Rarely has a genre name been as snicker-worthy and inaccurate as IDM (Intelligent Dance Music). But the moniker's stuck, for better or for worse (mostly worse). Over the last decade, it's come to define a type of electronic music made mainly by and for the geekiest of the laptop-jockeying spectrum. Broadly speaking, IDM is marked by its undanceable rhythmic complexity, search for unusual tones, and penchant for distinctive, often unsettling atmospheres. It's not an insult to say that Seattle producer Splinters (AKA Ben Torrence, also in the duo Bookmobile) creates music that falls into this nebulous category; he's proved himself to be one of our most accomplished and distinctive sound sculptors.
Splinters' 2005 debut disc, Metal Petals, established him as one of America's foremost sonic miniaturists. On that disc, Splinters flashed his keen ability to craft touching, pensive melodies and to arrange minuscule, beguiling sounds you, sadly, never hear on the radio. On his stellar follow-up, The Watchmaker, Splinters expands his aural vocabulary, flaunting more daring, intricate rhythms and conjuring more bizarre textures. (Check the oddly spasmodic "Carwarsh" and "Rumspringa," plus the shimmery pulsations and gunned-engine vrooms of "Eszence" for striking evidence.) On "Rasterized," Splinters forges a tribute to Raster-Noton by emulating that awesome German label's molecular tonal swells and metronomic ratcheting. In the process, the disciple becomes the guru.
Throughout this well-wrought album, Splinters combines a scientist's acute ear for unconventional sounds with a mischief-maker's knack for absurd timbres. With The Watchmaker, it's clear that Torrence's time has come. DAVE SEGAL
Like his labelmate and fellow yayo-tunnel-visioned MC Rick Ross, Young Jeezy is a strange and new breed of rapper; often barely a lyricist at all, he gets over on sheer juggernaut ego projection. His flow is heavy and static, his tight-jawed voice leans way over the ropes into cartoonish audio ice grill, and his content is bludgeoningly single-minded. Where he shows more dimensionality than Ross, if not necessarily more sincerity, is his casting of his character and his work as a pure, all-American underdog story. While a shit-ton of rappers have dealt more vividly and viscerally with their elevation out of poverty and certain death via crime and music, Jeezy seeks to cast himself as a sort of übermensch of raw survival. On The Inspiration, his second record in as many years, he further hones his starkly defined row—his lyrics and the production are of such a consistent piece, it at times feels more like a time-capsule field recording than the work of a multimillion-selling modern artist.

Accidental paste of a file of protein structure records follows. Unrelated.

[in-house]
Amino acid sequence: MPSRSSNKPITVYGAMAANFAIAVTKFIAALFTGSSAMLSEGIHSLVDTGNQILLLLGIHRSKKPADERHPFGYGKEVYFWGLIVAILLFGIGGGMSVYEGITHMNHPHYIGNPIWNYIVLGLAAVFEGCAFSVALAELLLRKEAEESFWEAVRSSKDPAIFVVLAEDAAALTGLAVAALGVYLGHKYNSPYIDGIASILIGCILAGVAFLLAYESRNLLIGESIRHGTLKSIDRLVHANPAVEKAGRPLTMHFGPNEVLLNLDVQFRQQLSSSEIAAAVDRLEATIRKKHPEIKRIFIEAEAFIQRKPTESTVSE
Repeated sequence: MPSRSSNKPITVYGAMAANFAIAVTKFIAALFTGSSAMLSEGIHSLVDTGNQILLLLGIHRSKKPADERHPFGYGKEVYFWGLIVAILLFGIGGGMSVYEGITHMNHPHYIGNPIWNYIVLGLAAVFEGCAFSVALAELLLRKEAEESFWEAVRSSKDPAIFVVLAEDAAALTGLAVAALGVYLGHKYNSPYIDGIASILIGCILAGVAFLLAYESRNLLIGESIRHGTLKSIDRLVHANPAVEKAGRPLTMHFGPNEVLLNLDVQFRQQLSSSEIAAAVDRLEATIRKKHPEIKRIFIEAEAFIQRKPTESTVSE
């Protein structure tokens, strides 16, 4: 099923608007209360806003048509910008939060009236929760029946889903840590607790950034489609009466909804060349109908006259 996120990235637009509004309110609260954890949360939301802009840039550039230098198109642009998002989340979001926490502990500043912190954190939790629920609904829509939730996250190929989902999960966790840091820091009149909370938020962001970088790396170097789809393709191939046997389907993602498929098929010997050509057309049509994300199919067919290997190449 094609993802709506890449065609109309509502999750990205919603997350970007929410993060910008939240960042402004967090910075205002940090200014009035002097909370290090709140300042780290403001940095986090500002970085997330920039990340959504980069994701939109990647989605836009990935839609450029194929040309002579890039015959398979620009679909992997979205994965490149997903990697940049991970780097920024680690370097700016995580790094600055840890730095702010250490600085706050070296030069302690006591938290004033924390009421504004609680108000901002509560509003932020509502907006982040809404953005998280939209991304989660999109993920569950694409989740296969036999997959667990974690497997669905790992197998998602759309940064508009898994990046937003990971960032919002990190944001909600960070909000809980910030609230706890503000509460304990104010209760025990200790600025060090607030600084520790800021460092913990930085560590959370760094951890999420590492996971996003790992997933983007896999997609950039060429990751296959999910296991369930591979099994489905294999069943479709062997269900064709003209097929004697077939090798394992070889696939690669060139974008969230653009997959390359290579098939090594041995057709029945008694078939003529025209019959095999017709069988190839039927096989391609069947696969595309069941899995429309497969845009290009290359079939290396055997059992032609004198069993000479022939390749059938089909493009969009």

The beats are universally epic and dark, an (even) emptier extrapolation of the gothic melodrama of Jay-Z's Black Album. The goal is cinematic, so it feels appropriate that the sickly synths of Scarface and the funereal fanfare of The Godfather are primary reference points. Jeezy's raps don't so much stand on their own as form weirdly symbiotic, interlocking relationships with his relentlessly overdubbed ad-libs. As the man says, at perhaps this record's peak of ridiculousness and inanity, "I ad-lib here, I ad-lib there/Fuck it—ad-libs everywhere." SAM MICKENS
Culturally spearheading the potentially looming major return of the Wu-Tang Clan (Raekwon's Only Built 4 Cuban Linx II is due next year on Dr. Dre's Aftermath Records, and the Clan's recent tour was reportedly amazing), Ghostface here finishes a stunning year with this goofily titled but strong sequel to March's astonishing Fishscale. Ghostface's crew, Theodore Unit, features more heavily on this record than the last, but there is still ample room, and appropriately deep contexts, for Ghost to go ape. Overall somewhat more lighthearted than the crack-vial-chewing Fishscale, More Fish feels more like the product of a great artist filled with the joy of his work and the relaxation of true, substantive success. The subject matter is, as expected from the prismatic, mind-spraying Ghost, all over the place. But he shows a well-groomed and smoothly powerful maturity in his trademark genres—street-casualty eulogizing ("Josephine"), venomous-girl straight-talking ("Greedy Bitches," "You Know I'm No Good"), and so-hardcore manic fits ("Blue Armor"). Furthermore, his Theodore Unit dudes shine more than ever before; perennial Ghost ally Trife Da God shows deftness at his boss's bug-eyed storytelling mode on "Miguel Sanchez," and the Redman-esque Sheek Louch proves an ample foil on "Blue Armor." The Unit get perhaps their first truly thrilling posse cut as well on the MF Doom–produced, epically parading "Guns N' Razors." Though not a platinum-certified artist these days, Ghostface is continuing to build an amazing body of work that should put other albums-deep, thirtysomething MCs to shame. SAM MICKENS